It was now past 6 p.m. The registration desk for the inn closed at five and after-hours registration was handled at the liquor store. So it made sense to Dees that the man had actually made his way to the liquor store. This dispatching mix-up would prove significant in the moments that followed.
Knowing of the inner connecting door between the bar and the liquor store, Dees had intended to make his way through the bar to secure the common door so as to isolate the problem presumed to be on the other side.
But what he did not know was that fellow officer Jim Johns had already contacted reserve officer Kathie Bradley inside the liquor store and advised her of the situation. Officer Johns quickly figured out that the suspect was actually inside the bar and advised of such over the radio. This transmission was followed by another officer's advisement that Officer Dees was already inside the bar.
Everybody was on the same page-everyone except for Dees. As he walked into the back of the bar with his gun drawn, he felt a momentary sense of beguiling peace. The ambient mix of jukebox music and overlapping conversations in the smoky low-rent room suggested that everything was as it should be. But Dees was about to find out the suspect's current whereabouts the hard way.
As Dees neared the bartender, the man hocked his thumb in the direction of a man at the opposite end of the bar. Almost as an afterthought, the bartender informed Dees, "That's him. That's the guy with the gun."
Dees and Hastings spotted each other almost simultaneously. Hastings, who had been holding a female patron by the neck, apparently decided he couldn't wait for Agent Spencer and raised the stolen Beretta in Dees' direction.
But as Hastings' arm rose, so did the Smith & Wesson Model 19 revolver that Dees had removed from his holster prior to entering the bar. Dees fired a reflexive, one-handed grip shot. The 125-grain round did its job. In a split second, blood splattered the man's face, and he immediately fell out of view.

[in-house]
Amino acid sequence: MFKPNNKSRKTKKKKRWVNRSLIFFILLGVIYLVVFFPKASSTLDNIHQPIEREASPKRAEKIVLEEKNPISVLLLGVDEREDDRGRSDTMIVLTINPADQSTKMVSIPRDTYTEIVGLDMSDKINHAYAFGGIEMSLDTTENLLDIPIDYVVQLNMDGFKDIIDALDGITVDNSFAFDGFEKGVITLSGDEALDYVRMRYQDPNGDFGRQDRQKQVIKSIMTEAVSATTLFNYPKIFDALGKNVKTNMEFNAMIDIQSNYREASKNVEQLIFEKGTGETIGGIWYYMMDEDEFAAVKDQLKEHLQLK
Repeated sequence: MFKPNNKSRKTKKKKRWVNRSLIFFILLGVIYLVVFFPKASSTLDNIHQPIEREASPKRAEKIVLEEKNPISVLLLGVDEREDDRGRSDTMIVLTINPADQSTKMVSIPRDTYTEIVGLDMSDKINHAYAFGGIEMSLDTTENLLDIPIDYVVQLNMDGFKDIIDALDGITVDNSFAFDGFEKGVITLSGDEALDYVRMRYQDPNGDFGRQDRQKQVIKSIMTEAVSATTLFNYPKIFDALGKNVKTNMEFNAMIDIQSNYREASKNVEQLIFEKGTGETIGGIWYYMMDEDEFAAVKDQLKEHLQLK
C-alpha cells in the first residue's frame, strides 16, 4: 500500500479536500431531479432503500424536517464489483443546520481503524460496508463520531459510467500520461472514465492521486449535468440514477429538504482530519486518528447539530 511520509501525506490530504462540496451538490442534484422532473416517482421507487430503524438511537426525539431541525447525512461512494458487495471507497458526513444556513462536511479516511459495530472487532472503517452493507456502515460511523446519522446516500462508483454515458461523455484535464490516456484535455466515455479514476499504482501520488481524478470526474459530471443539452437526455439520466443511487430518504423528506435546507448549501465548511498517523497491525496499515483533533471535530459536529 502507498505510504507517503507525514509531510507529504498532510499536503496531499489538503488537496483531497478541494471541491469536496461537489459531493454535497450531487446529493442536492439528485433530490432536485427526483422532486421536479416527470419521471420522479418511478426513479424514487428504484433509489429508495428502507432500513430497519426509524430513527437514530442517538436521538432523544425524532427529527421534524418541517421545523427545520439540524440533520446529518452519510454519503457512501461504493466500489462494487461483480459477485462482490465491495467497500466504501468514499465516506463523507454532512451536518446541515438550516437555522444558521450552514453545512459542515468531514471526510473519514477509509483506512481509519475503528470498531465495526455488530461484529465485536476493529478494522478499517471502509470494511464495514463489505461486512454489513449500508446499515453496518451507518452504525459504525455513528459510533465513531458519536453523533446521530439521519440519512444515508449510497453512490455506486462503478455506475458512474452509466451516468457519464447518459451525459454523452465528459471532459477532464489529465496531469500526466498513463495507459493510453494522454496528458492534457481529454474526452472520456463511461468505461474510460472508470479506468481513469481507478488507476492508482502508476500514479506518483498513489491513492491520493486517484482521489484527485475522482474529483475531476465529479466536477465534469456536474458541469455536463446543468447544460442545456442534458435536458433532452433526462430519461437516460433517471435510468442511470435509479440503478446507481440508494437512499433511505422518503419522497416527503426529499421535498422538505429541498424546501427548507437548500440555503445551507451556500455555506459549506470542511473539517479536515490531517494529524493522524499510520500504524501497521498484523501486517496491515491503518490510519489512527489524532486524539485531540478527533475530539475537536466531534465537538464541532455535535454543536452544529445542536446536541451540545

For a split-second, a thought ran through Dees' mind: I just shot a man! This thought was followed almost as quickly by another: Good shooting-in every sense of the term.
With his mind focused, Dees rounded the bar, his gun covering the man. Hastings was face down on his stomach. Dees looked for the Beretta. Nothing. Officer Kim Gibson approached, rolled Hastings over, then recovered the gun from the ground where it'd landed beneath the man. Dees noted a speckled pattern on Hastings' shirt. At first, he thought it was where the bullet had struck the suspect.
It wasn't until much later that the officer who accompanied Hastings to the hospital told him that Dees' round had caught Hastings' left hand as he'd braced for a two-handed shot at Dees. The round had shattered the man's wrists, sending shards of bone into the man's face and chest.
Later, Dees was interviewed by investigating detectives. They repeatedly asked if he had said anything to the suspect before firing the shot. He was adamant that he had not. He was advised that seven witnesses reported that Dees had yelled at Hastings twice to "Drop it!" before firing a shot.
As for Hastings, the man recovered from his wounds, was sentenced to 10 years, paroled, re-arrested a couple of times, then termed out.
As Dees reflects back on the shooting, two things immediately come to mind. The first was that his visual acuity was dialed in. A sudden adrenaline-pump had dilated his pupils, allowing him to see everything he needed to see in that split-second. The other was that what he would've expected to sound like a cannon sounded like little more than a pop. There was no immediate aftermath of a ringing sensation in his ears.
Dees was thankful for something else. Only a month before, he'd attended a Street Survival seminar. While there, instructors had driven home the point that if an officer anticipates the need of a firearm, he should have it drawn and ready before the need becomes apparent. Dees believes this is what ultimately saved his life.
Editor's Note: Retired Reno PD officer Tim Dees is a frequent contributor to POLICE Magazine.